Comment: Firing up the fees
Last week the City Council, whose members are frustrated about what they consider a misuse of our public safety resources, discussed plans to start charging people for making non-emergency calls to the Fire Department.
The reasons they gave were compelling: Businesses that were the subject of repeat calls due to stuck elevators their owners failed to repair, or a laundromat that got repeat calls because its lint traps weren’t properly cleaned out, are costing the city money it can ill afford to let.
But the council’s solution is far too broad: Start charging everyone, including residents, for making non-emergency calls to the Fire Department. And I fear the consequences for someone who decides not to call the Fire Department when they should have because they’re not sure if they’ll be charged could end up being tragic.
No one wants our police and firefighters to be used as elevator repairmen, plumbers or locksmiths. But the numbers submitted to the council by the Fire Department show that they, at least, really aren’t. Last year, fewer than 2 percent of the 6,000 or so calls the department got were non-emergency calls.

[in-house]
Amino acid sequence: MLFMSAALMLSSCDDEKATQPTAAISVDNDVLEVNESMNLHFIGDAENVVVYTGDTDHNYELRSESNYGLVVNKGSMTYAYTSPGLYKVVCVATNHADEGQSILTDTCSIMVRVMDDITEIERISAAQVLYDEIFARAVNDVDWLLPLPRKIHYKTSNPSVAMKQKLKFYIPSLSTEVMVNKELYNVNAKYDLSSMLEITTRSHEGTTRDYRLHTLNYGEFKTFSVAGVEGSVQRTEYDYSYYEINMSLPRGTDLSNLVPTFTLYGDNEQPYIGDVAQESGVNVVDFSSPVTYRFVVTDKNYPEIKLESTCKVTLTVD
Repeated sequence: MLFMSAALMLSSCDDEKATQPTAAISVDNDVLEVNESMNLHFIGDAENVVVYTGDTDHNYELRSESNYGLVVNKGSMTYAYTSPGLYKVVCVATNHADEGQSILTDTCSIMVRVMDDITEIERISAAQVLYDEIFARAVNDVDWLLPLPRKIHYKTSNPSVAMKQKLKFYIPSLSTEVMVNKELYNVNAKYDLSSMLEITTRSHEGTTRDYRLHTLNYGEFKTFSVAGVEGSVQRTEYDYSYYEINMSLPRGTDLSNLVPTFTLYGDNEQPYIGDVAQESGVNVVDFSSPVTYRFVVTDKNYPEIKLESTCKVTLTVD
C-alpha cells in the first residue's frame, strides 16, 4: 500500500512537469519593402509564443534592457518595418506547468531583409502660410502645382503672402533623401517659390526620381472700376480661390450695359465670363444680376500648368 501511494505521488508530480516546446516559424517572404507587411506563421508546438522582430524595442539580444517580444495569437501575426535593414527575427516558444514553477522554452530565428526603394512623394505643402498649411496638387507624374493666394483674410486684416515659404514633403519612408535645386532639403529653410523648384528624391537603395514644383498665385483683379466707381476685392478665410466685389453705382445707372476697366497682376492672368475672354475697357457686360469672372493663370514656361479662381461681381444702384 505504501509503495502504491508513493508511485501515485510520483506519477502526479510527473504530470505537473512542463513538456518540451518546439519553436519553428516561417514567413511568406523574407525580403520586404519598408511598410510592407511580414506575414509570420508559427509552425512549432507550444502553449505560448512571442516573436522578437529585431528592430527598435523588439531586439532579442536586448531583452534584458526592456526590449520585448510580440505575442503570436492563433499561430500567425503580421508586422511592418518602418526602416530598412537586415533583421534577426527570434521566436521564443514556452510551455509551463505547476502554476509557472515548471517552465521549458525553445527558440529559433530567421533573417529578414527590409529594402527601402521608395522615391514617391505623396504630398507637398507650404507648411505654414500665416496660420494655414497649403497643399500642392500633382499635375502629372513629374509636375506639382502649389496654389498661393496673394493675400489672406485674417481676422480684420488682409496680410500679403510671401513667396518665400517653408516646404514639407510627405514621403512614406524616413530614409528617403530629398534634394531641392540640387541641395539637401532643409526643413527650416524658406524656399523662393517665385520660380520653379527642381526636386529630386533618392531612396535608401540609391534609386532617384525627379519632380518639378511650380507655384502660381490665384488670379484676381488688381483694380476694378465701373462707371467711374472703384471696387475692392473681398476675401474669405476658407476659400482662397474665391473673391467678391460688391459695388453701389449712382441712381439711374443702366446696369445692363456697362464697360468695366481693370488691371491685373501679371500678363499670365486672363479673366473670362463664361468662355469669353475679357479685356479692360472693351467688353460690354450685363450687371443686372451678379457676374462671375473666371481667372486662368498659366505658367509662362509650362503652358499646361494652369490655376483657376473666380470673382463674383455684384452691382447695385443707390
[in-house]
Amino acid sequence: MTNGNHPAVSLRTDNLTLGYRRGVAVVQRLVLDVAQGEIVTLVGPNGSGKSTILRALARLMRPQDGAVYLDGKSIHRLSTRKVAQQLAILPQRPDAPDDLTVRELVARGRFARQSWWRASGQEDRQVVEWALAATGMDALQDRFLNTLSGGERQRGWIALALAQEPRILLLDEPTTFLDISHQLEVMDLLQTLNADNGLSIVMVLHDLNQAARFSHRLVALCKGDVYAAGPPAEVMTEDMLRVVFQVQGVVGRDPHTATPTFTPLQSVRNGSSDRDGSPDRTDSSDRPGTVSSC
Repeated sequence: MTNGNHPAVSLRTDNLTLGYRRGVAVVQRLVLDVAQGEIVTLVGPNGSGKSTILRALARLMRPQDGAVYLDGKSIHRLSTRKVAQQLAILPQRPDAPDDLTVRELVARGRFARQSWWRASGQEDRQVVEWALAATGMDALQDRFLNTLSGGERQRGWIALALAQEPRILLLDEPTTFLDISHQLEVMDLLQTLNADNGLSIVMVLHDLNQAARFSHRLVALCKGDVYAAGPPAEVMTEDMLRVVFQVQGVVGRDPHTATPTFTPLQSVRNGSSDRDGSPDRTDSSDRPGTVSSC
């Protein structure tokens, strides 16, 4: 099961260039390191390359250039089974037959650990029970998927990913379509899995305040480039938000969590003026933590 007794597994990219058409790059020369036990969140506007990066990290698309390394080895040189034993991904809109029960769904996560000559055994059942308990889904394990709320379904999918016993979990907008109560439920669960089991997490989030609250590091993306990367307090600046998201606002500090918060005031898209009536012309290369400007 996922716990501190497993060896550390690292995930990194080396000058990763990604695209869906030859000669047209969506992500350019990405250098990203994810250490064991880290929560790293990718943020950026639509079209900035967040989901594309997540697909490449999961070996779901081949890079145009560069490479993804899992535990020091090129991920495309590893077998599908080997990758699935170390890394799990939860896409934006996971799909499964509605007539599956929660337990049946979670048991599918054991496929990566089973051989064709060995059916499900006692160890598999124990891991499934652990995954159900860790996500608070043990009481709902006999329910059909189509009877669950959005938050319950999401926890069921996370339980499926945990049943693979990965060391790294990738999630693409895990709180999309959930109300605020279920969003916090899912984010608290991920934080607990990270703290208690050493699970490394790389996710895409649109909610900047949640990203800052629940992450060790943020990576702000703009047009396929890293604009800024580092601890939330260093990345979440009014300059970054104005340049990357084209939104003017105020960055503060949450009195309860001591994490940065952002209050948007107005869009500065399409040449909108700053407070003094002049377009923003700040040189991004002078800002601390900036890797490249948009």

The circumstances under which something gets tagged a non-emergency call are so vague that they could prompt people who can ill afford a $420 bill from the city to forgo calling in an actual emergency. For example, if someone’s basement floods and there’s a water heater that needs to be shut off, it’s an emergency call. But if no such hazard exists, expect a bill. Is it fair to expect people to remember the difference? And do we really want people to think twice about calling for help under these circumstances?
To top it off, the amount of money this change would generate, if the city abides by the mayor’s suggestion to charge non-emergency callers for an hour of the Fire Department’s time, wouldn’t even cover two weeks of overtime there (the original proposal, for a half hour of time, would cover less than a week). So what has the the city accomplished, other than teaching a handful of errant businesses a lesson – at the potential expense of others’ safety?
Other solutions are being proposed, and it could serve the council well to work with those who are proposing them to craft changes that really do cut down on calls that should be made to professional tradespeople (Robb Ratto of the Park Street Business Association, for example, suggested that businesses get one freebie and then get charged for subsequent calls). Let’s consider some options and the potential consequences of this decision before it gets made.